"Our Morning Routine Isn't Working"-6 Ways To Fix It Now
Maybe you started out the school year on the right foot. All those late
summer discussions about your kids getting organized, laying their clothes out
the night before, getting out of bed on time, fixing their own breakfast,
getting through the morning without arguments-you really thought you got through
And maybe things went relatively smoothly-for the
first few days. But here we are, near the end of the first month back to school,
and all those old behaviors are back. Your child might have even added some new
annoying behaviors to the mix!
Signs your morning routine isn't working:
You're starting to resent how much time it takes to pry your child out of bed
It's not even 7 am, and you've already had six arguments.
You end up late for work several days a week because your child
-intentionally-by accident- missed the bus, again.
You find yourself scrambling to help your child with a math problem they
"forgot" to do last night, even though you asked several times about their
homework. (Last night, they didn't have any homework.)
There's so much eye-rolling, heaving, sighing, and dragging of feet in your
morning routine, you'd think it was a sitcom not your actual life.
Look, the morning routine is tough on a lot of families. If you're struggling
with this, you are not alone. At Empowering Parents, we hear this every day from
parents just like you.
Morning wrestling matches-arguments, battles of will,
power struggles-happen for every family. The good news is you can turn your
mornings around. And although your kids probably won't thank you for it,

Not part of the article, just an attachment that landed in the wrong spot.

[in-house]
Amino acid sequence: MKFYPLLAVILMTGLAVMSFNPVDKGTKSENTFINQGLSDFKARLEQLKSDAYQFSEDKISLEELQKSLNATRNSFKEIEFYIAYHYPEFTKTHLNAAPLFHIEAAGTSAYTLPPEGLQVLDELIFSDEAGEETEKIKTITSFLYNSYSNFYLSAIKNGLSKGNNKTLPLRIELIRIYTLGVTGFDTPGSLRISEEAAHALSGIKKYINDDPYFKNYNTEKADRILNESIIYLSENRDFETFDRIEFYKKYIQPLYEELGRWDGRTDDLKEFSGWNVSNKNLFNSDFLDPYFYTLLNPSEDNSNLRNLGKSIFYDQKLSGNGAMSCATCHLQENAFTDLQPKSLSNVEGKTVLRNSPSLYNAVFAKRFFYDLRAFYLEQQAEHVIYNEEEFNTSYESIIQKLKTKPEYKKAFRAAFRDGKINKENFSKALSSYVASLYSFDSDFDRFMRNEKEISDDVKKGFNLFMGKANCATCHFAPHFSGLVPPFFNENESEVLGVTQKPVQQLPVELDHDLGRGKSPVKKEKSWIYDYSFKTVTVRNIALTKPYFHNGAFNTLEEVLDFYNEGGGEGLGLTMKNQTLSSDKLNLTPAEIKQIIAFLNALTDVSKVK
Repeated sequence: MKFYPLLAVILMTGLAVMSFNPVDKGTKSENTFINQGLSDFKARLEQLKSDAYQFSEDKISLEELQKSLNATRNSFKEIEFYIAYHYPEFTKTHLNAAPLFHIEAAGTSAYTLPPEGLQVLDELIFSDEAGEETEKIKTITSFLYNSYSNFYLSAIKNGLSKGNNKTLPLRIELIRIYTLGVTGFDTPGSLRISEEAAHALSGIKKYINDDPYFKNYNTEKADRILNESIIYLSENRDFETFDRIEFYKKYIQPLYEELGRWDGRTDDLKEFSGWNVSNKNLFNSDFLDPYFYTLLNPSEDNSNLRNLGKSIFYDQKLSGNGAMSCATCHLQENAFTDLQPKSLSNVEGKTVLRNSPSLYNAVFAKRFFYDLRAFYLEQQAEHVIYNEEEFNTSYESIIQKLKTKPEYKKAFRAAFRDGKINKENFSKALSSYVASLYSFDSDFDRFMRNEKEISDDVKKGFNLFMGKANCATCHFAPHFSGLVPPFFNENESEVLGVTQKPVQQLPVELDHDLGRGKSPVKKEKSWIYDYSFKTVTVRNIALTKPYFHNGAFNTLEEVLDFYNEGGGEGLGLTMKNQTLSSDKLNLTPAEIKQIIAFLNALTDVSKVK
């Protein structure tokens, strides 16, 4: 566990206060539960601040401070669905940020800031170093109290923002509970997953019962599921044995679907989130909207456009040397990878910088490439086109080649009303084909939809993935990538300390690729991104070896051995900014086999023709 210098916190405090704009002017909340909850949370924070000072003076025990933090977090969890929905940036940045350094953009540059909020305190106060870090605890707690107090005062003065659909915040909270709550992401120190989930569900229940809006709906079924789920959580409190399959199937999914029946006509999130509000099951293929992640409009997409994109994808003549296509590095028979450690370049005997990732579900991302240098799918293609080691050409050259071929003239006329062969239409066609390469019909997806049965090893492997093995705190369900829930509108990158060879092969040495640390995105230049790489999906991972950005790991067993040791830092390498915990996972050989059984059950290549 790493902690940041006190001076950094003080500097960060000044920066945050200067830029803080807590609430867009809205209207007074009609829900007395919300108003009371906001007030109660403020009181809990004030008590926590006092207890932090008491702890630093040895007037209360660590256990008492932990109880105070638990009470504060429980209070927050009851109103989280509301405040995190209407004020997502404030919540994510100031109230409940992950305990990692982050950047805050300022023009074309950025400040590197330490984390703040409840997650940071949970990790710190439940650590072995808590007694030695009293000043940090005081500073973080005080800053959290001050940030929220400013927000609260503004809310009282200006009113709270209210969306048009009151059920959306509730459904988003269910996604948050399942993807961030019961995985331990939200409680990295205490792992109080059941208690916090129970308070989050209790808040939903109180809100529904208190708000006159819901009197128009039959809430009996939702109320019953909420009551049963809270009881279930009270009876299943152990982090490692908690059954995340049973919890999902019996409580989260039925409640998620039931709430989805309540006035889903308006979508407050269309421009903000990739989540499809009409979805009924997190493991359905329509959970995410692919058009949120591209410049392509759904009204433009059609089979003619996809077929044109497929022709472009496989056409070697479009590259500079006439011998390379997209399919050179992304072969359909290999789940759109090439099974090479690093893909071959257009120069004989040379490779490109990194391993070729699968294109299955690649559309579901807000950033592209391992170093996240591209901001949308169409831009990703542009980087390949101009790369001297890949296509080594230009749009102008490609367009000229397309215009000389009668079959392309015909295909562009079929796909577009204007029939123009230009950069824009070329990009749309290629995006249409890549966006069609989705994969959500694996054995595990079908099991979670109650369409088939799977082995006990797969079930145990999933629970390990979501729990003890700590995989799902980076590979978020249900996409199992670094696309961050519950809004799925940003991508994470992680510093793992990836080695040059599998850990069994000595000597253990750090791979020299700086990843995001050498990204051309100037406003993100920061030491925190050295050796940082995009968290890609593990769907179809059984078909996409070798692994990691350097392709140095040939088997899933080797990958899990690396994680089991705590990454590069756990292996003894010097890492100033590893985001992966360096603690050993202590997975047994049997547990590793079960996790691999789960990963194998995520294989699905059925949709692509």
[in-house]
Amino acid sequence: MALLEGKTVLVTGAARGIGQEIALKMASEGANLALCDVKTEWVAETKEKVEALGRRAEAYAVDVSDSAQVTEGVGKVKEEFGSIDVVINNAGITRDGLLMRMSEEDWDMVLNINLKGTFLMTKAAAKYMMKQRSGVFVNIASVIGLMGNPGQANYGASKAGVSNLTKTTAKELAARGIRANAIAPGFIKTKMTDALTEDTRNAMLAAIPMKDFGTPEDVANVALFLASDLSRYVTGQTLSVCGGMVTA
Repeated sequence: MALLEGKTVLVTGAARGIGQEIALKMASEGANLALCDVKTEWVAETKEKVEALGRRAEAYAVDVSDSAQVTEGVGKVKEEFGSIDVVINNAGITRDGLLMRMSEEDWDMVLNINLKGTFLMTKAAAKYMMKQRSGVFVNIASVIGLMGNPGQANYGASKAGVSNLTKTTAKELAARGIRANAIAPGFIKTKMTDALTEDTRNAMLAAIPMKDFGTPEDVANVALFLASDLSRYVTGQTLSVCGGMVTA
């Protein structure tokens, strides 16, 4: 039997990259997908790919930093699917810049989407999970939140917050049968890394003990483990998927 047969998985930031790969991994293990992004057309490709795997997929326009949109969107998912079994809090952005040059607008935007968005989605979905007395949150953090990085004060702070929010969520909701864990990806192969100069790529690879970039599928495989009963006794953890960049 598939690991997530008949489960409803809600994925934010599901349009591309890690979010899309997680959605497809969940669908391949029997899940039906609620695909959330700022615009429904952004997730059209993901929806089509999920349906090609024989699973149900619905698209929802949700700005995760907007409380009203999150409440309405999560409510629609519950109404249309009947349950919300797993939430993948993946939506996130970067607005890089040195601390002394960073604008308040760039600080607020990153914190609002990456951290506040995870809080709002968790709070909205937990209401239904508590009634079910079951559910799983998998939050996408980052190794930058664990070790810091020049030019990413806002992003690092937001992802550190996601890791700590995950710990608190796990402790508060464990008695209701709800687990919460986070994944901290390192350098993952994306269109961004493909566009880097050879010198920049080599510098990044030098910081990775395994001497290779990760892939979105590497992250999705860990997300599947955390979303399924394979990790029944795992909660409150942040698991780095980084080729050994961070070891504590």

everyone will benefit.
Here are some practical tips to help mornings go a little more smoothly for
Discuss your morning routine (but don't do it in the morning). Even if
morning person, it's still not the best time to discuss what's not working. Set
some time aside to discuss your rules and expectations, clearly laying out for
your child what's not working, and what needs to change. When your morning gets
stressful, refer your child back to the conversation you've already had, rather
than get into another argument. In The Total Transformation Program, James
Lehman suggests redirecting your child by saying: "We've discussed this already.
You know what you need to do, now go do it."
Give your child a chance to gain skills and confidence by focusing on one or two
behaviors that need to change. Choose the top two annoying morning behaviors,
and come up with a specific action plan to address those issues. Talk with your
child about the things they can do to improve those one or two things, and help
them come up with ways they can meet your expectations.
To see real changes, be specific. It's not enough to tell your child, "You need
to remember your homework." Your child needs to know exactly what she can do
differently in order to remember her homework. To help her build organizational
skills, think specific action steps rather than vague directions. Talk through
some ideas together. If there are things she can do the night before to prepare
for the morning, make sure those are clear. The key to a successful morning
routine is to know exactly what needs to be done and in what order. Specific